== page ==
Concerning the methods you addressed:
I can imagine situations, where I might make use of the get_corner() method, e.g. for sanity checks. Hence I personally think, that it may be handy to keep this public.

I have seen that you actually use the method in csphagen, hence it should remain public. Yet I recognised that get_corner() is not really GammaLib style (which does not use get_ or set_ for public methods), hence I propose to rename the method to corner().

For the contains_local() and transform_to_local/global() methods, I currently don’t see a strong argument to keep them in the global scope.
In fact, this was mainly useful for debugging and testing.

I think they are not used anywhere, so I would propose to make them private. The advantage is that we don’t have to worry about interface changes for private methods, hence my philosophy was always to make only public what is really needed. I will move the methods to private.

I think one outstanding issue is to make sure that the overlaps() and contains() method work for all types of regions. I added a bit of code to GSkyRegionCircle but I did not really check it. In principle, we have a matrix of 3x3 region types that we have to check. I have not yet found a clever concept that avoids implementing for each region type a check of all other region types. We should also add unit tests for all possible cases.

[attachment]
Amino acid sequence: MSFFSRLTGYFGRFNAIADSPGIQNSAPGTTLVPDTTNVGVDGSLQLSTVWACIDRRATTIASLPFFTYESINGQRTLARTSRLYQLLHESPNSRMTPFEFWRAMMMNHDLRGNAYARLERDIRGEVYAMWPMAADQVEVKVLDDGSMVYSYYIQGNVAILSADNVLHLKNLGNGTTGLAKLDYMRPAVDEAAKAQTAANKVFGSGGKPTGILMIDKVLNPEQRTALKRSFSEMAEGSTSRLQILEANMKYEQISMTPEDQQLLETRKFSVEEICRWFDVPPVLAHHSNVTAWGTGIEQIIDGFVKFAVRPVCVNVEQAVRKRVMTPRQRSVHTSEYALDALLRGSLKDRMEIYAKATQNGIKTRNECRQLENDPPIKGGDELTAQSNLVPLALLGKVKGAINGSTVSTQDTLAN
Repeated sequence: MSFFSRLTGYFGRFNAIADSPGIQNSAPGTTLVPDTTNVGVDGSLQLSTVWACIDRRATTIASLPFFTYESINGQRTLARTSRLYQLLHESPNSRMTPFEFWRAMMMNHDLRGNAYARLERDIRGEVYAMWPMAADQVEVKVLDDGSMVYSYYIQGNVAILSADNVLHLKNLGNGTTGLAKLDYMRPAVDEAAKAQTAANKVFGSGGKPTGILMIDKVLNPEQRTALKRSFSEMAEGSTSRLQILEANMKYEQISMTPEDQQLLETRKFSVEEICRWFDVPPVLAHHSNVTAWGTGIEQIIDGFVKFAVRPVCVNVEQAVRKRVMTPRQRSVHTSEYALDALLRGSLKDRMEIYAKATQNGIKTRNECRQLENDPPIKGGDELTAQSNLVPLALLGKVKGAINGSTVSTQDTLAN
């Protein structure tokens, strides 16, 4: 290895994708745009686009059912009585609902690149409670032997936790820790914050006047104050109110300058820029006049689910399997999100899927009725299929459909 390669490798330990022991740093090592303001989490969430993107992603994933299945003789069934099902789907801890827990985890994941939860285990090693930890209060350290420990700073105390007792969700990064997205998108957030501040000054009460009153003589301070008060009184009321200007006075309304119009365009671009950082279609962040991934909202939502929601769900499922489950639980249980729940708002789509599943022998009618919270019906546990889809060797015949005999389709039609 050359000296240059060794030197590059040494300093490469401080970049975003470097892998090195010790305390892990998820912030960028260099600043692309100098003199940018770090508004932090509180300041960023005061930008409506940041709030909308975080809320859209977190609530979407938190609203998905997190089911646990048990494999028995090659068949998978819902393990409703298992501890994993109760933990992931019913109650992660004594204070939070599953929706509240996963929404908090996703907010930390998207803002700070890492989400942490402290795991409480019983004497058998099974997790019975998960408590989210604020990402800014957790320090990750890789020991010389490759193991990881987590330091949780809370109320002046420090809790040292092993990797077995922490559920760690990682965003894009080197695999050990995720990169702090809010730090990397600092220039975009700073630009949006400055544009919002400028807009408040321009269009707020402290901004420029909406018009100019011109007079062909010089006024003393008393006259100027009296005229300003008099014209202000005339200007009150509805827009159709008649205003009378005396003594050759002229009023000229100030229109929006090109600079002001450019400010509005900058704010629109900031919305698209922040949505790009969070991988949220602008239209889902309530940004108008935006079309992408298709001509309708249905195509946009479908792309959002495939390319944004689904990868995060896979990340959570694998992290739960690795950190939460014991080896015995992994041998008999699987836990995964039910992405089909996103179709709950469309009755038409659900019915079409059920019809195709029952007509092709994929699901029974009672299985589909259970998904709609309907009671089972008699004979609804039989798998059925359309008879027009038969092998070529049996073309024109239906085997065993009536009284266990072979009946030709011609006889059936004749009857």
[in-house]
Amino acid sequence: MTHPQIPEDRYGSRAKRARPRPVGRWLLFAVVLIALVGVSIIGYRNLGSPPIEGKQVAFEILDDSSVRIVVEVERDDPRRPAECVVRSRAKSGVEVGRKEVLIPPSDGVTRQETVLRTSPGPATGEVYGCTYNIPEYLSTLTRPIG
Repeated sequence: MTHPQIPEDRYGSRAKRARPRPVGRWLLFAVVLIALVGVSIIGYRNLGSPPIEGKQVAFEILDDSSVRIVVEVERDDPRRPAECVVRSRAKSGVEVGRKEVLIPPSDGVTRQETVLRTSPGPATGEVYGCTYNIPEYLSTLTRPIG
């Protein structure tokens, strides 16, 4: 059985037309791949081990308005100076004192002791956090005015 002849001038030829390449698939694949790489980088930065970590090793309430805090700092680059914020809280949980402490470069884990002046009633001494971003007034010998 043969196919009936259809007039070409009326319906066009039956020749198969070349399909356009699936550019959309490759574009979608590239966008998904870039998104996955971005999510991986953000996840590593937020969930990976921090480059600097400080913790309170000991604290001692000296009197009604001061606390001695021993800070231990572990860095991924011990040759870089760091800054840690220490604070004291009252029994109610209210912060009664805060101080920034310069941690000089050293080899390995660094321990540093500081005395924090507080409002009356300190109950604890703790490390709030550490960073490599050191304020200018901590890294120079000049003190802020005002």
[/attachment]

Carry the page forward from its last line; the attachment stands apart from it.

Finally, I was also considering of renaming the class GSkyRegionRect to GSkyRegionRectangle which is more explicit, and more compatible with the other region classes GSkyRegionCircle and GSkyRegionMap that fully spell out their type.

#8 Updated by Specovius Andreas almost 2 years ago

I personally would prefer to keep names short but I definitely see the point of being compliant with the Gammalib naming scheme.

Performing the overlap and containment checks via converting to GSkyRegionMap would definitely reduce the cases to distinguish here.
But this would mean a loss in performance and accuracy, hence I am not sure whether this approach is reasonable.